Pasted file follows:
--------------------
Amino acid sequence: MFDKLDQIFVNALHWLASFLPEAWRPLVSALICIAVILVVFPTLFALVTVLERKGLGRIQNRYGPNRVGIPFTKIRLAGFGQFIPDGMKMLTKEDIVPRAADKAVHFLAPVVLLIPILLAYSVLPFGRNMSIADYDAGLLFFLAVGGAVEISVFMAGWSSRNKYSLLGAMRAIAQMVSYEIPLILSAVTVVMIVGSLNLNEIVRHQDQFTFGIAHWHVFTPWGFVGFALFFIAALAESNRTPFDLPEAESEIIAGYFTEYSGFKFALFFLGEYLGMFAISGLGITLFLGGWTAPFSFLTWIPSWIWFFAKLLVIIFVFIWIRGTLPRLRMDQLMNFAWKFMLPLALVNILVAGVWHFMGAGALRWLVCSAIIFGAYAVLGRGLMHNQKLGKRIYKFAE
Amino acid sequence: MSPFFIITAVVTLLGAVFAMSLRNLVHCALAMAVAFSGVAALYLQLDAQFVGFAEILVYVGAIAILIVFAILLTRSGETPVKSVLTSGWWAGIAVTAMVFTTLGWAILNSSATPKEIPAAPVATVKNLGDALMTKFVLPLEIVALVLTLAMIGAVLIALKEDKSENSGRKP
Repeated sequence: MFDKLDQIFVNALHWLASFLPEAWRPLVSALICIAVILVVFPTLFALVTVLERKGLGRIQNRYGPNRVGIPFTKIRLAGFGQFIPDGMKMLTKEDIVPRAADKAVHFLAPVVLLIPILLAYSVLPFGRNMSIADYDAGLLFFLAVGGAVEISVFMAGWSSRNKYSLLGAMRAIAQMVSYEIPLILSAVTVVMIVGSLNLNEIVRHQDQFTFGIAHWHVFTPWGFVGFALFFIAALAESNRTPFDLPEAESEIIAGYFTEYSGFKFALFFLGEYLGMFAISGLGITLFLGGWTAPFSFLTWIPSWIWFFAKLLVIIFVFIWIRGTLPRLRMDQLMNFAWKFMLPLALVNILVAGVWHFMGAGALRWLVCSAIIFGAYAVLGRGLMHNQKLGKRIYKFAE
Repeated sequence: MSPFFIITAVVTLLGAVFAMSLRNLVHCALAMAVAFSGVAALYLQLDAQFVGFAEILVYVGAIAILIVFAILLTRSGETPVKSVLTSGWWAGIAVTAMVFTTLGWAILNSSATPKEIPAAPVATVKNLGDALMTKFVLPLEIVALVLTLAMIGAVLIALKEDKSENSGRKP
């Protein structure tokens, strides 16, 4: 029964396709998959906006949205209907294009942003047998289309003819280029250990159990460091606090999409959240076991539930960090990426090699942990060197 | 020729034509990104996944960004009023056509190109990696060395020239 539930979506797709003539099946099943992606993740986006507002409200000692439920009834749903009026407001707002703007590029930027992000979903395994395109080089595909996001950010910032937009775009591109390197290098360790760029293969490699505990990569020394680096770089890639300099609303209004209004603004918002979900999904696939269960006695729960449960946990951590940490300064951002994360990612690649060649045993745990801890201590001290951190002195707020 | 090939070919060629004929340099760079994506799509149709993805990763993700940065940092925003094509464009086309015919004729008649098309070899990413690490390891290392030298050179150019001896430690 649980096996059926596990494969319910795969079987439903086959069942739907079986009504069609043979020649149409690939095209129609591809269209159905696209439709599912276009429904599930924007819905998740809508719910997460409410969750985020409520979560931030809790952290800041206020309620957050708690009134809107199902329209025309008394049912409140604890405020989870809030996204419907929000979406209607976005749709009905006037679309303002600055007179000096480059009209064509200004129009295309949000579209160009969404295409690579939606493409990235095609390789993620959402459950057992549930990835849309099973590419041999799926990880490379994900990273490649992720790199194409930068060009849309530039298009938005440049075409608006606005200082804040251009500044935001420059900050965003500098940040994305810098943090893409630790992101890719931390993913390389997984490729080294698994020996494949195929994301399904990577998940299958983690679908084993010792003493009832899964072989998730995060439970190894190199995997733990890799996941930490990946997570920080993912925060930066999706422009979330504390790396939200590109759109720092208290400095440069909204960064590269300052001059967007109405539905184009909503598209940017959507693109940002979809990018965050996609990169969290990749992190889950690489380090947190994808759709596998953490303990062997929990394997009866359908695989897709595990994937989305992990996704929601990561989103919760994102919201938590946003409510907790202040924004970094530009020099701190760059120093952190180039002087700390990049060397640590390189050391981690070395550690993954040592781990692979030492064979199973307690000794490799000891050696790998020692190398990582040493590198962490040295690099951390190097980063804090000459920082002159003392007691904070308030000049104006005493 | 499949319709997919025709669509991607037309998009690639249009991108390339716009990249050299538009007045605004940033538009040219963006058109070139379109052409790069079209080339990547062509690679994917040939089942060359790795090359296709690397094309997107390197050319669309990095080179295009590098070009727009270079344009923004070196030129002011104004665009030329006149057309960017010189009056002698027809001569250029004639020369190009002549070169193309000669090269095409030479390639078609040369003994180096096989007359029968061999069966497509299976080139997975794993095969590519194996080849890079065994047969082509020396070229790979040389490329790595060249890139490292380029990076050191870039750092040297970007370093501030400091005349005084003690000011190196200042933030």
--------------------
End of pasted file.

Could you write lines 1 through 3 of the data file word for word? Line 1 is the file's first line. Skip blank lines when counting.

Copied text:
Amino acid sequence: MFDKLDQIFVNALHWLASFLPEAWRPLVSALICIAVILVVFPTLFALVTVLERKGLGRIQNRYGPNRVGIPFTKIRLAGFGQFIPDGMKMLTKEDIVPRAADKAVHFLAPVVLLIPILLAYSVLPFGRNMSIADYDAGLLFFLAVGGAVEISVFMAGWSSRNKYSLLGAMRAIAQMVSYEIPLILSAVTVVMIVGSLNLNEIVRHQDQFTFGIAHWHVFTPWGFVGFALFFIAALAESNRTPFDLPEAESEIIAGYFTEYSGFKFALFFLGEYLGMFAISGLGITLFLGGWTAPFSFLTWIPSWIWFFAKLLVIIFVFIWIRGTLPRLRMDQLMNFAWKFMLPLALVNILVAGVWHFMGAGALRWLVCSAIIFGAYAVLGRGLMHNQKLGKRIYKFAE
Amino acid sequence: MSPFFIITAVVTLLGAVFAMSLRNLVHCALAMAVAFSGVAALYLQLDAQFVGFAEILVYVGAIAILIVFAILLTRSGETPVKSVLTSGWWAGIAVTAMVFTTLGWAILNSSATPKEIPAAPVATVKNLGDALMTKFVLPLEIVALVLTLAMIGAVLIALKEDKSENSGRKP
Repeated sequence: MFDKLDQIFVNALHWLASFLPEAWRPLVSALICIAVILVVFPTLFALVTVLERKGLGRIQNRYGPNRVGIPFTKIRLAGFGQFIPDGMKMLTKEDIVPRAADKAVHFLAPVVLLIPILLAYSVLPFGRNMSIADYDAGLLFFLAVGGAVEISVFMAGWSSRNKYSLLGAMRAIAQMVSYEIPLILSAVTVVMIVGSLNLNEIVRHQDQFTFGIAHWHVFTPWGFVGFALFFIAALAESNRTPFDLPEAESEIIAGYFTEYSGFKFALFFLGEYLGMFAISGLGITLFLGGWTAPFSFLTWIPSWIWFFAKLLVIIFVFIWIRGTLPRLRMDQLMNFAWKFMLPLALVNILVAGVWHFMGAGALRWLVCSAIIFGAYAVLGRGLMHNQKLGKRIYKFAE